People & Research

Joseph A. Heppert

Associate Vice Chancellor for Research and Graduate Studies and Professor

Joseph A. Heppert photo

211 Youngberg Hall
University of Kansas
Lawrence, KS 66045

Phone: (785) 864-8235

Fax: (785) 864-5396

Email: jheppert@ku.edu


Academic Degrees

  • B.S., 1978, San Jose State University
  • Ph.D., 1982, University of Wisconsin-Madison
  • Postdoctoral, Associate, Indiana University, 1983-85

Areas of Specialization

Inorganic and Organometallic Chemistry


Research Interests

Inorganic chemistry: catalysis, methathesis, polymers, stereospecific reactions, hydrogen bonding, liquid crystals, inorganic/organic hybrid materials and Science Education: effects of inquiry in science laboratory instruction, effect of research effectiveness of K-12 science instruction, attrition at the University/Community College transition.

Professor Heppert's research group concentrates on both the catalytic chemistry and potential materials application of complexes of group 4, 5 and 6 metals. Problems currently under investigation include catalytic asymmetric methodology, hydrocarbon and hydrogel polymer synthesis, a search for new transition metal derived materials and fuels chemistry.Students acquire a range of research skills from modern synthetic methods to techniques for the characterization and handling of novel materials.

Stable Ruthenium Carbides. Transition metal carbides are important intermediates in the production of synthetic hydrocarbons through the Fischer-Tropsch process. Fischer-Tropsch synthesis employs group 8 metal catalysts at high temperature to dissociate carbon monoxide, forming surface-bound carbide (C) units. The catalyst then promotes the hydrogenation of these units, resulting in the “polymerization” methylene units into high purity hydrocarbons. Homogeneous models of most of the intermediates in this process have been known for some time, and the chemical behavior of these intermediates has been studied.

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One critical exception is terminal transition metal carbide complexes containing the M=C: functional group, which has only been isolated during the past two years.The Cummins and Templeton groups have both identified anionic group 6 carbides that appear to be strong Brønsted bases.

Our group has isolated and characterized the first class of stable neutral terminal metal carbides. These compounds, which could be an important link in understanding the Fischer-Tropsch process, exhibit an extensive chemistry beyond Brønsted basicity and are soluble in a range of non-polar solvents. We are currently investigating the mechanism of formation and reactivity of these compounds.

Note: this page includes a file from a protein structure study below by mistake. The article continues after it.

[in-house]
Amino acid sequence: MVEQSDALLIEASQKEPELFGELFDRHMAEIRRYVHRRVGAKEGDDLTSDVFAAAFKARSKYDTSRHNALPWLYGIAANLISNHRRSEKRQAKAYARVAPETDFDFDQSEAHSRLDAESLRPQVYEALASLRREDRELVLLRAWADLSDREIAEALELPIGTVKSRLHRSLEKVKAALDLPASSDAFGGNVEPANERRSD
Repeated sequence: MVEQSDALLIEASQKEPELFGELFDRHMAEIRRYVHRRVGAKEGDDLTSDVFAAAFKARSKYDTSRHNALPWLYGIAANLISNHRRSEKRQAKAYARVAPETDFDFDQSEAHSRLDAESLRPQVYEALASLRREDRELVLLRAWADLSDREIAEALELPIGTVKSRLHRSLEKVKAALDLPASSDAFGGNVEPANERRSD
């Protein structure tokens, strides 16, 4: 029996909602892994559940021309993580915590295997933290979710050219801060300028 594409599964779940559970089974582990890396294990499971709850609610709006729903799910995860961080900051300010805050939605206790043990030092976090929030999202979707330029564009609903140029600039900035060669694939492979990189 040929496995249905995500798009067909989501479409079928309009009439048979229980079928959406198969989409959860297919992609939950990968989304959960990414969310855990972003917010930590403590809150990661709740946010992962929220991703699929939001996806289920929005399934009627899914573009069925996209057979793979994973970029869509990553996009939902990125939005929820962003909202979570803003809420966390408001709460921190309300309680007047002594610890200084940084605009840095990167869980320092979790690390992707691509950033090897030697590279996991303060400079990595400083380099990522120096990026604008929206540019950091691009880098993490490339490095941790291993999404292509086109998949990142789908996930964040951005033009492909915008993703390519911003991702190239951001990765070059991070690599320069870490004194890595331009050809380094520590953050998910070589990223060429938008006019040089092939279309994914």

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Terminal ruthenium carbides are formed through metathesis reactions involving ruthenium alkylidenes and methylene cyclopropenes. The initial products of this reaction are styrene and a ruthenium cyclopropylidene complex. The cyclopropylidene intermediate extrudes dimethylfumarate leaving the ruthenium carbide functional group. The ruthenium carbon triple bond is a characteristically short 1.66 Å, while the chemical shift of the carbide carbon is highly deshielded at about 490 ppm. Our group has prepared several classes of terminal carbides, including systems with two phosphine ligands and systems bearing a phosphine ligand and a dihydroimidazol ligand.

Systems bearing pyridine ligands do not react with methylene cyclopropenes to produce isolable carbide complexes. Rather, we have isolated a ruthenium vinylidene that results from the isomerization of a proposed intermediate in the cyclopropylidene cleavage reaction. We are still studying whether this product supports one proposed mechanism in which the cyclopropylidene decomposes via stepwise cleavage.

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The carbide complexes can also form coordination complexes. (Cy3P)2Cl2Ru(≡C:) reacts with copper triflate to generate a Cu2Cl2 bridged ruthenium dimer. This is the first synthesis of a molecular copper carbide complex and represents one of the few rational routes for the preparation of binary transition metal carbides. The central chloride-bridged copper dimer provides a 3 Å spacer, alleviating steric contact between the tricyclohexyl phosphine ligands bonded to the opposing ruthenium centers. We are continuing to study the coordination chemistry of the carbide complexes.


References

Carlson, R.G.; Gile, M.A.; Heppert, J.A.; Mason, M.H.; Powell, D.R.; Vander Velde, D.; Vilain, J.M.“The Metathesis Facilitated Synthesis of Terminal Ruthenium Carbide Complexes: A Unique Carbon Atom Transfer Reaction.”J. Am. Chem. Soc., 2002,In Press.


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